Subject Re: Deadlock and wait
Author Alexander V.Nevsky
Hi, Woody. My post is rather late, but why you (and many other
people) use the same transaction to show user large amount of records
in the grid and for performing changes? I use <read_commited read>
transaction for first and <concurrency nowait> for second:

1. User looks at data.
2. User begins edit
2.1. Snapshot started
2.2. Current row re-fetched by another query within snapshot
and is showed in another controls (popup form or panel)
2.3. Changes are made in controls
2.4. Try to save changes. Variants:
2.5.1. Success - Commit snapshot
2.5.2. Lock conflict
If changes are saved in single query then Commit
else Rollback snapshot;
GoTo :) 2.1.
You can save within controls user's changes and show him
new data (reconsile) or simply show new data only.
2.6. Refresh row in main dataset

It allows you commit read transaction to free resources in moments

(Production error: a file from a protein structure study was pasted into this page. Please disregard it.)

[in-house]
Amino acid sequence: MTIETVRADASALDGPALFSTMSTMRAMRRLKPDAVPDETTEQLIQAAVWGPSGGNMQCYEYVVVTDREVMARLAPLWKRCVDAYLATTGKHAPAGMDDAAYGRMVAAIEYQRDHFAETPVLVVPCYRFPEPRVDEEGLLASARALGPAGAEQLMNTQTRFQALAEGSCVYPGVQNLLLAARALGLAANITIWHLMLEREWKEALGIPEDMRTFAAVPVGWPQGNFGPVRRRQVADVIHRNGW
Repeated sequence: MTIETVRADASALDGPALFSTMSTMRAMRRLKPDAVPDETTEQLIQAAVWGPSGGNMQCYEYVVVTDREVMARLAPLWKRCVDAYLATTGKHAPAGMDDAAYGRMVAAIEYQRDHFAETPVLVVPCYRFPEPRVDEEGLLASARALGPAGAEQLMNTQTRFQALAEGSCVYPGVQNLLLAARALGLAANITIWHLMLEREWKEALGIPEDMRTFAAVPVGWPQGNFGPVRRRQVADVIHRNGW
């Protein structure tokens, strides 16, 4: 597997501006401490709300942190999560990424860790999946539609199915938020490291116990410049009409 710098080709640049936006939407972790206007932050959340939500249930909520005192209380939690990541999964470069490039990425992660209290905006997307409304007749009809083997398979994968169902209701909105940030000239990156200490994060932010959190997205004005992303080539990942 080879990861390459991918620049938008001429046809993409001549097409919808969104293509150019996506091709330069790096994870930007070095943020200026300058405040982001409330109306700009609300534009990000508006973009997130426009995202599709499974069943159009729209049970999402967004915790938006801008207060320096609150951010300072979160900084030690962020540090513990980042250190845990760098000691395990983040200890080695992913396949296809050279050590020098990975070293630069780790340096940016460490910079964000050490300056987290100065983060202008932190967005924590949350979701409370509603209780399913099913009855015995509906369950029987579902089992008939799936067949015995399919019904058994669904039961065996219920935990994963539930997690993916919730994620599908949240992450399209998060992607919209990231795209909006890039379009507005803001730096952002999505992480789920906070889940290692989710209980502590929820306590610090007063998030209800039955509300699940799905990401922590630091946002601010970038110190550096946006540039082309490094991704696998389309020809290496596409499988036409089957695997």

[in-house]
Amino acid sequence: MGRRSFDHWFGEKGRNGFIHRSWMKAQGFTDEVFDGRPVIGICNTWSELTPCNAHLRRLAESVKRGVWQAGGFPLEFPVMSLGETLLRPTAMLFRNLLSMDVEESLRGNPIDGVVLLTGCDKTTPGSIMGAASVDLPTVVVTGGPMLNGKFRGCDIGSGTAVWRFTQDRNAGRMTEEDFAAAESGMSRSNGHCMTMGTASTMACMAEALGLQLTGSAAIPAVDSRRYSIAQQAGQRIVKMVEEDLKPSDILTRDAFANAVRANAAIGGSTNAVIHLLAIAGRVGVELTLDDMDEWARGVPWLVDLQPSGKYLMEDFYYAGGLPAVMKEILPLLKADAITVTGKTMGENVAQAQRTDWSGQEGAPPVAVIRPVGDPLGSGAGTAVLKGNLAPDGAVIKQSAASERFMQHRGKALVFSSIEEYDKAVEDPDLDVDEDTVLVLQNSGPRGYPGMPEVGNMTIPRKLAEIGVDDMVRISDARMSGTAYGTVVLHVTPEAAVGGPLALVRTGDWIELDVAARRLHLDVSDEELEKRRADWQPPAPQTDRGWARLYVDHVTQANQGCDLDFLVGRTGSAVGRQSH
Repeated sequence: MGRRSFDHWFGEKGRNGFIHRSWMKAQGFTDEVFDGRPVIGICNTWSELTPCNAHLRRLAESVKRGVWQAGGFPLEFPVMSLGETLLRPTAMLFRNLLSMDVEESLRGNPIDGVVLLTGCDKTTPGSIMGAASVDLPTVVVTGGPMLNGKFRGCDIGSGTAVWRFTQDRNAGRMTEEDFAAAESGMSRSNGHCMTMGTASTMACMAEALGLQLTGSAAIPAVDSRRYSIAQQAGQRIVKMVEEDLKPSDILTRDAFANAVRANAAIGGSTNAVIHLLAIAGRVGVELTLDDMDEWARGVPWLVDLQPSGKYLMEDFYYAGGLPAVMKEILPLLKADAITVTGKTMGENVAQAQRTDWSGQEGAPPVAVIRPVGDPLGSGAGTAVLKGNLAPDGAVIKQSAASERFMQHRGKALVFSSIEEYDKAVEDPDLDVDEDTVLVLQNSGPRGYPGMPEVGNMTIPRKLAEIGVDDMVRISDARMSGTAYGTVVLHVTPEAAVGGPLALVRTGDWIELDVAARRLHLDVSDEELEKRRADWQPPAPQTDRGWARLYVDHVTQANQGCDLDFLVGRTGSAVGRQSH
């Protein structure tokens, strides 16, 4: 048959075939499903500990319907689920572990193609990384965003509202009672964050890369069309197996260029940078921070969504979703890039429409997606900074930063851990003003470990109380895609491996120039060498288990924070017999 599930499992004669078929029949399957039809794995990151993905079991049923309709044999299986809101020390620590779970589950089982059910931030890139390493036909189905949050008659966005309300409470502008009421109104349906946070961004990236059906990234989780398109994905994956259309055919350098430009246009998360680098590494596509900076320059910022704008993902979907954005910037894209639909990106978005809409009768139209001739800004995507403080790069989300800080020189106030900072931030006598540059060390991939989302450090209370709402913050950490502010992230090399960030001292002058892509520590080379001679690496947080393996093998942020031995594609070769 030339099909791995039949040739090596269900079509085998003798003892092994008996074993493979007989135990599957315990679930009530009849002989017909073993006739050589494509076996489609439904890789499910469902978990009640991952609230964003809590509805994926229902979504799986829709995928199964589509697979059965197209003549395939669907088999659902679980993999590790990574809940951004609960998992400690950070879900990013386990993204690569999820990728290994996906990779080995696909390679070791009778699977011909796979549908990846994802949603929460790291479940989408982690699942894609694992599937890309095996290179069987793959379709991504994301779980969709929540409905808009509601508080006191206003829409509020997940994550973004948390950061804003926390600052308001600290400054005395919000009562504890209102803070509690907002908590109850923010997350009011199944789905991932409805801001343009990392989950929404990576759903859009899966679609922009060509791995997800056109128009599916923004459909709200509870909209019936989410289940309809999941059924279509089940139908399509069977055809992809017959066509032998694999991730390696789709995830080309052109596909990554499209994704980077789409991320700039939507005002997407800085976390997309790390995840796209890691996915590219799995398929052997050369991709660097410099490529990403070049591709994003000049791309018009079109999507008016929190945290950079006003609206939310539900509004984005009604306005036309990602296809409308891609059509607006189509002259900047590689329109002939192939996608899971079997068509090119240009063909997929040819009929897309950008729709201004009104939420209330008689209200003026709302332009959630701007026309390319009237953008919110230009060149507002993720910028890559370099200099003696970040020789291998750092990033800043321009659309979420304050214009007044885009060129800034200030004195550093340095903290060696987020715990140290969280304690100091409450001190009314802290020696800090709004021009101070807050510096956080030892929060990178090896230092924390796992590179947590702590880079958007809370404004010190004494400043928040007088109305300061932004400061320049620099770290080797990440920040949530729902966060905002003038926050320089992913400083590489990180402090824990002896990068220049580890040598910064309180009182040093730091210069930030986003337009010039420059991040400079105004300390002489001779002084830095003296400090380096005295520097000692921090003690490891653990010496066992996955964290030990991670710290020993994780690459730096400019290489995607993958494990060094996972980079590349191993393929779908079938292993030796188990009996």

when it is suitable for logic of your application. And you can even
avoid effors on reconsiling by forcing early lock conflict and
informing user that raw is busy via dummy update before 2.2. It's not
good tactics, but in some cases acceptable when large memo columns are
Yes, it's retro style. You want edit within grid, I know. If so,
you can emulate it by doing all stuff around saving in snapshot on
MainDataSet.BeforePost and then do MainDataSet.Cancel within
BeforePost. And Refresh on AfterCancel. BTW, FIBPlus (descendat from
FIB like IBX) allows to assign different transaction for modify
objects of dataset (little spam :).

Best regards.